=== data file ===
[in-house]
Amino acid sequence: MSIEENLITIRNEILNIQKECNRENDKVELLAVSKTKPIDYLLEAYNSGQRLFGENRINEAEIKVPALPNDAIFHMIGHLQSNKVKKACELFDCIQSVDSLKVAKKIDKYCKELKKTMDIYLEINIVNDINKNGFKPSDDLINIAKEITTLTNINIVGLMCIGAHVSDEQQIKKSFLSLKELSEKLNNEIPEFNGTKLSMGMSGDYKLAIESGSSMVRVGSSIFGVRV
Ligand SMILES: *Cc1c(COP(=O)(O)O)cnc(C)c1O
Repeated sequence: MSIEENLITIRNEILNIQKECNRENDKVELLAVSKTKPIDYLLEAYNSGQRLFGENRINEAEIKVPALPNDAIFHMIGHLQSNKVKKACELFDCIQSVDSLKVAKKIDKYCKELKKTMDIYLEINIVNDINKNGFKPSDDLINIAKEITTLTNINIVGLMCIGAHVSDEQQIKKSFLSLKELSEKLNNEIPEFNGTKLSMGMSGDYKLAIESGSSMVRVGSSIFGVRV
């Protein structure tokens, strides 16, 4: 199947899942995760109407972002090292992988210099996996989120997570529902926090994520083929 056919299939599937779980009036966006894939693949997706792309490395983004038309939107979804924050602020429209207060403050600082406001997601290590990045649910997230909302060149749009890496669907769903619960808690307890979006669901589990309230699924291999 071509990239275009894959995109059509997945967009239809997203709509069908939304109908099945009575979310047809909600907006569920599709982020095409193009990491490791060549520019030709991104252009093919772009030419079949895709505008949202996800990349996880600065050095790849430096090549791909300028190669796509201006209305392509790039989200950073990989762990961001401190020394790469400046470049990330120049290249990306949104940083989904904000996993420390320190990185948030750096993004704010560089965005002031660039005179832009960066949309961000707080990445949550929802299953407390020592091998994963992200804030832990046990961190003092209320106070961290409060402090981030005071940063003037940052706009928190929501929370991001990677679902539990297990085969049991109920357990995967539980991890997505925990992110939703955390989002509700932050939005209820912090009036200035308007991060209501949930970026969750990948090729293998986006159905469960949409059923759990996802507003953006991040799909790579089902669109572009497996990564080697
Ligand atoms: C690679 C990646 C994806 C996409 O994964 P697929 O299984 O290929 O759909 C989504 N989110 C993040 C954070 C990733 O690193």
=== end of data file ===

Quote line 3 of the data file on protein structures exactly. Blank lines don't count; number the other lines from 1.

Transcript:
Ligand SMILES: *Cc1c(COP(=O)(O)O)cnc(C)c1O